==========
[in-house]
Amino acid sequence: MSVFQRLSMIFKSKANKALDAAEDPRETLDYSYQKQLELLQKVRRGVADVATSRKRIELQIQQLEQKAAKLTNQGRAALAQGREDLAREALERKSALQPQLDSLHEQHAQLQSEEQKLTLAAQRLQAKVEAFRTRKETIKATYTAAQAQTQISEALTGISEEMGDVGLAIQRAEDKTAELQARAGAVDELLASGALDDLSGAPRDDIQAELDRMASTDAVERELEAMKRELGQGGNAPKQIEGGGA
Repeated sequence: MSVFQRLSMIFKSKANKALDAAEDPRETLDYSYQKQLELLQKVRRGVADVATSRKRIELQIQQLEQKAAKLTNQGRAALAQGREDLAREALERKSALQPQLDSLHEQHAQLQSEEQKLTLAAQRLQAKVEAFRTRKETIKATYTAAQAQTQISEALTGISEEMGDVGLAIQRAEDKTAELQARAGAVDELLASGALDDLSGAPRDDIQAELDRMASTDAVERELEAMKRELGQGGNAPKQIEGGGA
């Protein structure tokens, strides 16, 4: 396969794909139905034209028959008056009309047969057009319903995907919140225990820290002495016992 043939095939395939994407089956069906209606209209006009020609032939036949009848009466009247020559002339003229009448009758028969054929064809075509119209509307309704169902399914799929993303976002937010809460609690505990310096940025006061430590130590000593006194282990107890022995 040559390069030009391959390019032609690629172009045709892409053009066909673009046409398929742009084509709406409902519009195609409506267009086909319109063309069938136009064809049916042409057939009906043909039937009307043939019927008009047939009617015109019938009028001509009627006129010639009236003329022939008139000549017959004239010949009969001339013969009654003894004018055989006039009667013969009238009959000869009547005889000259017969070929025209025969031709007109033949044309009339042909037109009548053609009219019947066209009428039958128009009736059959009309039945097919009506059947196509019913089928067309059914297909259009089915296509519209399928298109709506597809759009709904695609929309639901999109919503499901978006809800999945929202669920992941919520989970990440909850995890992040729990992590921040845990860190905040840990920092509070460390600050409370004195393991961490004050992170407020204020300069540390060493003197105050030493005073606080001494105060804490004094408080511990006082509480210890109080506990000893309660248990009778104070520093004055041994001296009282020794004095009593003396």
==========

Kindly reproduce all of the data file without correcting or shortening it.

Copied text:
[in-house]
Amino acid sequence: MSVFQRLSMIFKSKANKALDAAEDPRETLDYSYQKQLELLQKVRRGVADVATSRKRIELQIQQLEQKAAKLTNQGRAALAQGREDLAREALERKSALQPQLDSLHEQHAQLQSEEQKLTLAAQRLQAKVEAFRTRKETIKATYTAAQAQTQISEALTGISEEMGDVGLAIQRAEDKTAELQARAGAVDELLASGALDDLSGAPRDDIQAELDRMASTDAVERELEAMKRELGQGGNAPKQIEGGGA
Repeated sequence: MSVFQRLSMIFKSKANKALDAAEDPRETLDYSYQKQLELLQKVRRGVADVATSRKRIELQIQQLEQKAAKLTNQGRAALAQGREDLAREALERKSALQPQLDSLHEQHAQLQSEEQKLTLAAQRLQAKVEAFRTRKETIKATYTAAQAQTQISEALTGISEEMGDVGLAIQRAEDKTAELQARAGAVDELLASGALDDLSGAPRDDIQAELDRMASTDAVERELEAMKRELGQGGNAPKQIEGGGA
């Protein structure tokens, strides 16, 4: 396969794909139905034209028959008056009309047969057009319903995907919140225990820290002495016992 043939095939395939994407089956069906209606209209006009020609032939036949009848009466009247020559002339003229009448009758028969054929064809075509119209509307309704169902399914799929993303976002937010809460609690505990310096940025006061430590130590000593006194282990107890022995 040559390069030009391959390019032609690629172009045709892409053009066909673009046409398929742009084509709406409902519009195609409506267009086909319109063309069938136009064809049916042409057939009906043909039937009307043939019927008009047939009617015109019938009028001509009627006129010639009236003329022939008139000549017959004239010949009969001339013969009654003894004018055989006039009667013969009238009959000869009547005889000259017969070929025209025969031709007109033949044309009339042909037109009548053609009219019947066209009428039958128009009736059959009309039945097919009506059947196509019913089928067309059914297909259009089915296509519209399928298109709506597809759009709904695609929309639901999109919503499901978006809800999945929202669920992941919520989970990440909850995890992040729990992590921040845990860190905040840990920092509070460390600050409370004195393991961490004050992170407020204020300069540390060493003197105050030493005073606080001494105060804490004094408080511990006082509480210890109080506990000893309660248990009778104070520093004055041994001296009282020794004095009593003396």